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Int J Radiat Oncol Biol Phys. 1994 Dec 1;30(5):1187-94.

Current status of systemic intravenous radiopharmaceuticals for the treatment of painful metastatic bone disease.

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University of Miami School of Medicine, Sylvester Comprehensive Cancer Center, FL 33101.



Intractable bone pain secondary to bone metastasis from prostate, lung, breast, and other malignancies is a major problem in the management of the oncological patient. Because a number of factors are implicated in the pathophysiology of bone pain, a multidisciplinary approach in its assessment and treatment is often required. Treatment often includes the use of analgesic drug therapy; however, radiation therapy, hormonal therapy, chemotherapy, and surgery may also be needed.


The use of systemic radionuclide therapy may often be helpful to relieve bone pain and improve the quality of life. In the setting of diffuse bone metastasis, intractable to conventional therapy, various radioisotopes have been advocated. These include phosphorous-32, iodine-131, strontium-89, yttrium-90, samarium-153, and rhenium-186, often as either the anionic phosphate or as a ligand (HEDP, EDTMP).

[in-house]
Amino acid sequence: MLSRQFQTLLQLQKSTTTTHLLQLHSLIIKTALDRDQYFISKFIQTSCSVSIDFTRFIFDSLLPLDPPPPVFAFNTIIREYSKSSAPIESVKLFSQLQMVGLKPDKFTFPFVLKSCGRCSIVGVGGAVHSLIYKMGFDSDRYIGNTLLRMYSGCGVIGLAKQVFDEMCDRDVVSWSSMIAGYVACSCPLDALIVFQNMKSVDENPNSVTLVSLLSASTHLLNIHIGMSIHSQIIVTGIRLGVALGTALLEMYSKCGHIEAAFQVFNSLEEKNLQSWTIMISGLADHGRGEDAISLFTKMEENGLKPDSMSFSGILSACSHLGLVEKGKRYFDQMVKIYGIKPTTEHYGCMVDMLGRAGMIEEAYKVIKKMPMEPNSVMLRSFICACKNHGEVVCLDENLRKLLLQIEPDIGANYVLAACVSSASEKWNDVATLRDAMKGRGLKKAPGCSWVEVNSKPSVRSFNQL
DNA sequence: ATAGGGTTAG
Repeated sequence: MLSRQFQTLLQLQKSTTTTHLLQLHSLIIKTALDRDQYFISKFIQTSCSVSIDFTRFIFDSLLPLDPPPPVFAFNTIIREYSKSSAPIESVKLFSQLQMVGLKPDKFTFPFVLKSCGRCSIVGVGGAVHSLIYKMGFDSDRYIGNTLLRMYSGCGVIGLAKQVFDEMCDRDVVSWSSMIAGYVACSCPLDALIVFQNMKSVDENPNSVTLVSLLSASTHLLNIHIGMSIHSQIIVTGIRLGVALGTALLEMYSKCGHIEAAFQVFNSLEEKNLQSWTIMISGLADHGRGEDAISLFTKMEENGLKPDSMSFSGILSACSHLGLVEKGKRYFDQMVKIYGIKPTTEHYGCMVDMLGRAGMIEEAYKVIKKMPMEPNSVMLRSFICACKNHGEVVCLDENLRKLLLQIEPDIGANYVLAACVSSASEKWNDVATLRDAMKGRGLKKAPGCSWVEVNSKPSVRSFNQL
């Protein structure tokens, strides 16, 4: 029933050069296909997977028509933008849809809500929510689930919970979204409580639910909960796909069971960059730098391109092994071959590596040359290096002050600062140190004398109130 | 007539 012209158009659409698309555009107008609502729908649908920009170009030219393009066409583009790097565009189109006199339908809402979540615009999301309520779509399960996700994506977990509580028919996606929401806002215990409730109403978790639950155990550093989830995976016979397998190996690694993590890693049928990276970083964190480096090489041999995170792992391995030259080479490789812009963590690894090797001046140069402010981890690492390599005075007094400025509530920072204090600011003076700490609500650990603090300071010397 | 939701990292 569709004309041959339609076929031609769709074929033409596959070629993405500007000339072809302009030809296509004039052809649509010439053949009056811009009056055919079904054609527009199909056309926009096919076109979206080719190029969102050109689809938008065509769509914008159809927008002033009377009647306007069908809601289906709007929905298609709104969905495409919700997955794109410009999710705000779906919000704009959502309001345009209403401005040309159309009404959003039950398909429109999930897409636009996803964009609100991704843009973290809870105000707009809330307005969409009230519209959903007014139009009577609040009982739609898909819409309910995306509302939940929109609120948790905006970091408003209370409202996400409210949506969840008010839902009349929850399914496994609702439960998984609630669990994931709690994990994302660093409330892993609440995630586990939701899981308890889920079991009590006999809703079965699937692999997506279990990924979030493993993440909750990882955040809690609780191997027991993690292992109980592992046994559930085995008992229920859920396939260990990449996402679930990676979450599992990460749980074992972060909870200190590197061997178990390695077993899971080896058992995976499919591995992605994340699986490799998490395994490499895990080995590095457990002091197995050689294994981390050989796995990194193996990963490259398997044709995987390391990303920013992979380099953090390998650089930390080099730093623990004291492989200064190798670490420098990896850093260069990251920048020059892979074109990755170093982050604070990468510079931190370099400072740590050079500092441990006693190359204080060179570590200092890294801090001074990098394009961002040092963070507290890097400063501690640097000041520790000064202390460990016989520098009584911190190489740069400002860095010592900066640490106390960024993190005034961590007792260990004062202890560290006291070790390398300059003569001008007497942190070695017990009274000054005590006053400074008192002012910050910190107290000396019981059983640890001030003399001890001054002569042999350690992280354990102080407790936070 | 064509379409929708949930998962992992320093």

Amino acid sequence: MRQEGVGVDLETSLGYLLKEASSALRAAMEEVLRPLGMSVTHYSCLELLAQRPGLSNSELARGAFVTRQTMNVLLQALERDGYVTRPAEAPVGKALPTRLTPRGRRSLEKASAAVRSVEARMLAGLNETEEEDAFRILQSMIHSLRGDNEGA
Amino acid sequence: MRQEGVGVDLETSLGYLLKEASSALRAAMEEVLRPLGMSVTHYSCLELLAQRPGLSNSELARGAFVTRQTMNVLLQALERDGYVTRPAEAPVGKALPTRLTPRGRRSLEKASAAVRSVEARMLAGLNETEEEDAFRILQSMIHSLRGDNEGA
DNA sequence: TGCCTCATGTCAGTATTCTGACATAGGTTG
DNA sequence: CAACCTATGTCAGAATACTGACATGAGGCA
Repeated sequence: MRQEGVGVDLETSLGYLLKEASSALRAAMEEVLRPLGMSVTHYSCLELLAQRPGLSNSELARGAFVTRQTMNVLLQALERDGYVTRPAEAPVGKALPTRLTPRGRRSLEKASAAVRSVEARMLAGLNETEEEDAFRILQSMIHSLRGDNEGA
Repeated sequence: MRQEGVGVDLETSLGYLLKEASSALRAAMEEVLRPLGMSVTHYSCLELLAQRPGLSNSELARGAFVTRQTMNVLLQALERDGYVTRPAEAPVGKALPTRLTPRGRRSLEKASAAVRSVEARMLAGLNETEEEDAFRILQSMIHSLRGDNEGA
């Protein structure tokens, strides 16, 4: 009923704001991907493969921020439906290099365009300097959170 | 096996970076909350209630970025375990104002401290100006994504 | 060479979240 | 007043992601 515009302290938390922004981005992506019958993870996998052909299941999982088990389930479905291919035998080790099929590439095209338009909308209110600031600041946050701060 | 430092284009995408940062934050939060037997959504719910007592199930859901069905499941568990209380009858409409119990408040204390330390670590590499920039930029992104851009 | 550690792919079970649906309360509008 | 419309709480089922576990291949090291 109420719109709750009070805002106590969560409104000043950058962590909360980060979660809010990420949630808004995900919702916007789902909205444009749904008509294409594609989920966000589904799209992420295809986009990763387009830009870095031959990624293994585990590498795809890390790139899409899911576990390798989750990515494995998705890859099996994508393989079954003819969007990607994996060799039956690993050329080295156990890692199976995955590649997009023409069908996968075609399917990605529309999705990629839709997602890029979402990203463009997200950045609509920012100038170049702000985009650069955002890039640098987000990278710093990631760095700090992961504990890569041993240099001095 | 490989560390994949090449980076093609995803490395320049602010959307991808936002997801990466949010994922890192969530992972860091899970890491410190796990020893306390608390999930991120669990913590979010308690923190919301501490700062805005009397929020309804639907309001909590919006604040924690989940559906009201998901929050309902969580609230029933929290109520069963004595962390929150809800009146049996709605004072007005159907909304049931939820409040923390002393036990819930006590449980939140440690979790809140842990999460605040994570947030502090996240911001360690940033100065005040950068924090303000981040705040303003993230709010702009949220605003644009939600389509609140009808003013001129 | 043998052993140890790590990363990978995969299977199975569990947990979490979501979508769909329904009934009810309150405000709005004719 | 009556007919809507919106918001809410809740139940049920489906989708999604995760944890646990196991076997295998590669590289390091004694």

When these agents are used, pain relief often occurs in approximately 2-4 weeks and lasts several weeks to months with responses seen in 60-80% of patients, depending on the extent of disease and stage the patient is treated. Retreatment has been possible in certain cases with further palliation being offered and improvement in the various quality of life parameters being noted.


Myelotoxicity has been a limiting factor with certain isotopes and has led to the development of less toxic bone seeking agents. Although these each have unique physical and biokinetic properties requiring different doses and protocols for administration, they all appear to localize in osteoblastic metastatic sites in sufficient amounts to provide bone pain palliation.

[Indexed for MEDLINE]

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